1987 Porsche 911 Carrera Coupe

This is my second potentially “market setting” 3.2 Carrera and this one, as should be immediately clear from the specifics of the car and the asking price, epitomizes that term. Here we have a Venetian Blue Metallic 1987 Porsche 911 Carrera Coupe with a special order light grey interior and a mere 8,900 miles on it. And all of this loveliness could be yours for just $157,500. How did we get here? I’m not really sure and I have no idea where we go from here (though I’d be shocked if things went up). The car itself: it’s a nice combination and the condition looks good, though this is a color that is done a disservice being photographed indoors. It needs to be in the sunlight where that Venetian Blue exterior can show off its vibrancy and where the lightness of the interior makes a lot more sense. It is otherwise a fairly standard 3.2 Carrera that I presume has spent its life in a garage. Like in most such cases that is too bad as this 911 hasn’t been truly enjoyed, but we are used to such things around here. My curiosity is piqued by the asking price and along with yesterday’s Targa these aren’t entirely outliers. I’ve seen others with very high price tags and at least this one, though it is by far the highest price tag I have seen, has a collection of attributes that combined can warrant a significant premium. Something is going on with the market for these Carreras and we need to see where it settles.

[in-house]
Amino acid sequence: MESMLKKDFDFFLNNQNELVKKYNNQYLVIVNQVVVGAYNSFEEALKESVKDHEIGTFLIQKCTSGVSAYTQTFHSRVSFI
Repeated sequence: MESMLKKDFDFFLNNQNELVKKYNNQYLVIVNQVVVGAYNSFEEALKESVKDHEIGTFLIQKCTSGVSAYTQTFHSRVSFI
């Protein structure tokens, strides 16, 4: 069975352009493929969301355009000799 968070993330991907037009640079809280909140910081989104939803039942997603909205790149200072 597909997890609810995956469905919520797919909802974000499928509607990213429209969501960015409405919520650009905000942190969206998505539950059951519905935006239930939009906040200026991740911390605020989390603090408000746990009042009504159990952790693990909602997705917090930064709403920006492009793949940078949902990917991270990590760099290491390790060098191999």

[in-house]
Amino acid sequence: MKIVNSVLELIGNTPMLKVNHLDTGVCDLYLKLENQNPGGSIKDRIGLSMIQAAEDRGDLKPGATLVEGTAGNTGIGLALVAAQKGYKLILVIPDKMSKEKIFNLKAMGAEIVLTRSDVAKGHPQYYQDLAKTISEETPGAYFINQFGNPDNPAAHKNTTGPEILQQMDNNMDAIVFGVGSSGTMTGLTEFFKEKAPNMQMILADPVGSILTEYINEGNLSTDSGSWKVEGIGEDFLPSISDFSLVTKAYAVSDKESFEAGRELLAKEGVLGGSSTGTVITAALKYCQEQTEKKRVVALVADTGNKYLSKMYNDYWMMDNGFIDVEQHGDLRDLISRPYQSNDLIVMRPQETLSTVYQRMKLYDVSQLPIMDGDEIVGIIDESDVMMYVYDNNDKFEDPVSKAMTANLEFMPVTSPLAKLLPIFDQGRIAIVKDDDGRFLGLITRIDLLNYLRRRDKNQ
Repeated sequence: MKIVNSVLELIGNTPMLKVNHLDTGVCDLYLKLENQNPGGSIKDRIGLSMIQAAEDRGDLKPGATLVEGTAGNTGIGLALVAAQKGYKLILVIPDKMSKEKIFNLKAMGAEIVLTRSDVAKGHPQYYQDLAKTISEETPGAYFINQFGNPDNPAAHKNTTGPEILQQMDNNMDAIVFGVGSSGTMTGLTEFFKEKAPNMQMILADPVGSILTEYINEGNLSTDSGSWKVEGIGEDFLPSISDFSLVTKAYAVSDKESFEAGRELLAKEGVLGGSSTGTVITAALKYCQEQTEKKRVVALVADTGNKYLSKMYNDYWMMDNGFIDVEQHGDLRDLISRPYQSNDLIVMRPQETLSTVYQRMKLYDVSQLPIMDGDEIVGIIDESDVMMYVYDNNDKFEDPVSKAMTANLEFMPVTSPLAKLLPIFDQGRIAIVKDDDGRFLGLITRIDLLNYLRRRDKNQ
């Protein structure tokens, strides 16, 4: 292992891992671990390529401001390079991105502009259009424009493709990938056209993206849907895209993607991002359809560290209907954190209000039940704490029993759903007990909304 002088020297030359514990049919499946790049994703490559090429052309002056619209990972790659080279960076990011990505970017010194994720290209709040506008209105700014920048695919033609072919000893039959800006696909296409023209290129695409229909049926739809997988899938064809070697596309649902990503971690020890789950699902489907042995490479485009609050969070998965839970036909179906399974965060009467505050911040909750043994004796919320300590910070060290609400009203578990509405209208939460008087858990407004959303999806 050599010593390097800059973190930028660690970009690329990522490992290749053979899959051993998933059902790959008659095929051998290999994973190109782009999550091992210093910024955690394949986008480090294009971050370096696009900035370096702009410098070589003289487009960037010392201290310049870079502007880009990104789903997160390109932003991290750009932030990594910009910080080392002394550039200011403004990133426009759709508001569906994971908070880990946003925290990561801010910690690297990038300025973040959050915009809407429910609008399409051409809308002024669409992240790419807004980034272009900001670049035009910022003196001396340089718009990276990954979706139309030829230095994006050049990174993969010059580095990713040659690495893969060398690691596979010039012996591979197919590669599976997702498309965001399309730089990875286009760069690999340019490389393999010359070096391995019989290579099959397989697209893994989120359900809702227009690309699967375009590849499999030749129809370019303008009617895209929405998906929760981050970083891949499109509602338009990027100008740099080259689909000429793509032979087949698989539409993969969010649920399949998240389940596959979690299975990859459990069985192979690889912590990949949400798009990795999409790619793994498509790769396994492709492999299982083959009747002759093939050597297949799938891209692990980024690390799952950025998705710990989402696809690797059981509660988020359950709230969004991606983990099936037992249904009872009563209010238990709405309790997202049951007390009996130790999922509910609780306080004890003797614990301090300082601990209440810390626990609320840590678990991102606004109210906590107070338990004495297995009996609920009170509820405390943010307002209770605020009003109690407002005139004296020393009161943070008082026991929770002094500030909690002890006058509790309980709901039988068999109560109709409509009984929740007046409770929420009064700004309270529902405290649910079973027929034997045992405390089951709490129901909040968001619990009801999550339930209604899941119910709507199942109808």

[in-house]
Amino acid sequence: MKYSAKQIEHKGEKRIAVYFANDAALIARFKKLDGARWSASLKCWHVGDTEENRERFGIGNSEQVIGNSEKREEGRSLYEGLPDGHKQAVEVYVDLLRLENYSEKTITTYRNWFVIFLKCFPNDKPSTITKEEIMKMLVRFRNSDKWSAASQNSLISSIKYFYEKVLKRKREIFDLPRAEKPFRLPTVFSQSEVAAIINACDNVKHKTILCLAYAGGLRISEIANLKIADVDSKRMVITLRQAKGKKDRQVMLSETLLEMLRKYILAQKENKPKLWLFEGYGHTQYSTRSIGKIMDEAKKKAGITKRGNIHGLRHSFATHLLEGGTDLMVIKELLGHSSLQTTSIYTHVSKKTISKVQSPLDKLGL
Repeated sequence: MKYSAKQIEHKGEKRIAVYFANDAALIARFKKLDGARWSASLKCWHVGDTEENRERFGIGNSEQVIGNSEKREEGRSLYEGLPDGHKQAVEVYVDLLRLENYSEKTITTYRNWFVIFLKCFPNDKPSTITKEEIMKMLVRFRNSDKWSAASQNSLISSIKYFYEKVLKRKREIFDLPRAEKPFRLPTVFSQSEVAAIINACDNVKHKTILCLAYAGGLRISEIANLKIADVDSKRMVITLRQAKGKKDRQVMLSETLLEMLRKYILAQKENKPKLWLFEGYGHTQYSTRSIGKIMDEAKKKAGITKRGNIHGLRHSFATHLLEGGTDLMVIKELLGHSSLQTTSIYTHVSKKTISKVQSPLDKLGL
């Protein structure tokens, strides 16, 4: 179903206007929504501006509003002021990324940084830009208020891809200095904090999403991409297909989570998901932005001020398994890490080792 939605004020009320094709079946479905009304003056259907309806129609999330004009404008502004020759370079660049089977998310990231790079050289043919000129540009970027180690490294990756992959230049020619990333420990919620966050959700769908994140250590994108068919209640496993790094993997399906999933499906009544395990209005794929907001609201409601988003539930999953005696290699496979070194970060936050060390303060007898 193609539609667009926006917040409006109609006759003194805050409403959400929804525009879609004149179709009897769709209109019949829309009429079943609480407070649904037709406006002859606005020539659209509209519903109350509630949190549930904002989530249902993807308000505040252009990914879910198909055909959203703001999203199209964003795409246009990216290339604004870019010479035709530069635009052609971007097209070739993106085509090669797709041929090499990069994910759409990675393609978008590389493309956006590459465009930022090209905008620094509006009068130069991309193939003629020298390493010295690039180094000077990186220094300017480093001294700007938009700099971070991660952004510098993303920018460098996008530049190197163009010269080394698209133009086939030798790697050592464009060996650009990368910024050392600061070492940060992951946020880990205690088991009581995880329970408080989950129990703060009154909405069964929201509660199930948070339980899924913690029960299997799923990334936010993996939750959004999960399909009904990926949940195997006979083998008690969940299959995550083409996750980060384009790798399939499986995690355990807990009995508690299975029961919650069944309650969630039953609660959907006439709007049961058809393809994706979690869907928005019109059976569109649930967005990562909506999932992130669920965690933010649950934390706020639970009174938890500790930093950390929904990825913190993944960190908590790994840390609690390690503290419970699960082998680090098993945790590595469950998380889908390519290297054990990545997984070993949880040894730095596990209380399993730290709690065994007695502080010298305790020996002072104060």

CLICK FOR DETAILS: 1987 Porsche 911 Carrera Coupe on eBay

1984 Porsche 911 Carrera Targa